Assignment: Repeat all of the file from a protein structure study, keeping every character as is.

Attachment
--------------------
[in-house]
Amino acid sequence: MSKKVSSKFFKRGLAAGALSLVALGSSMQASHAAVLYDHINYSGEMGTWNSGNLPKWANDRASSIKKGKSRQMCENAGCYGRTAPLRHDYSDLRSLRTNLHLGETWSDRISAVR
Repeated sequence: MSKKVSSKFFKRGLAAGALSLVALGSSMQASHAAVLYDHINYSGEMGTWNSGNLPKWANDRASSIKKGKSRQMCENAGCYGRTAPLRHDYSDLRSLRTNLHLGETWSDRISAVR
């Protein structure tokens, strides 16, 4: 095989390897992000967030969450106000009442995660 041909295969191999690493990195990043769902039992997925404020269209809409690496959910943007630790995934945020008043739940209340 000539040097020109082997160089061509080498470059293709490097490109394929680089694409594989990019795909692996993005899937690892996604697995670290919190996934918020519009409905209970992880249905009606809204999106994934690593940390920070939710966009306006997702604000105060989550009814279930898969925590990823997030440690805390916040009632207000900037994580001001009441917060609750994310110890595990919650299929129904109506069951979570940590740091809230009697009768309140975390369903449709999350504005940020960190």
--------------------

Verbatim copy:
[in-house]
Amino acid sequence: MSKKVSSKFFKRGLAAGALSLVALGSSMQASHAAVLYDHINYSGEMGTWNSGNLPKWANDRASSIKKGKSRQMCENAGCYGRTAPLRHDYSDLRSLRTNLHLGETWSDRISAVR
Repeated sequence: MSKKVSSKFFKRGLAAGALSLVALGSSMQASHAAVLYDHINYSGEMGTWNSGNLPKWANDRASSIKKGKSRQMCENAGCYGRTAPLRHDYSDLRSLRTNLHLGETWSDRISAVR
């Protein structure tokens, strides 16, 4: 095989390897992000967030969450106000009442995660 041909295969191999690493990195990043769902039992997925404020269209809409690496959910943007630790995934945020008043739940209340 000539040097020109082997160089061509080498470059293709490097490109394929680089694409594989990019795909692996993005899937690892996604697995670290919190996934918020519009409905209970992880249905009606809204999106994934690593940390920070939710966009306006997702604000105060989550009814279930898969925590990823997030440690805390916040009632207000900037994580001001009441917060609750994310110890595990919650299929129904109506069951979570940590740091809230009697009768309140975390369903449709999350504005940020960190």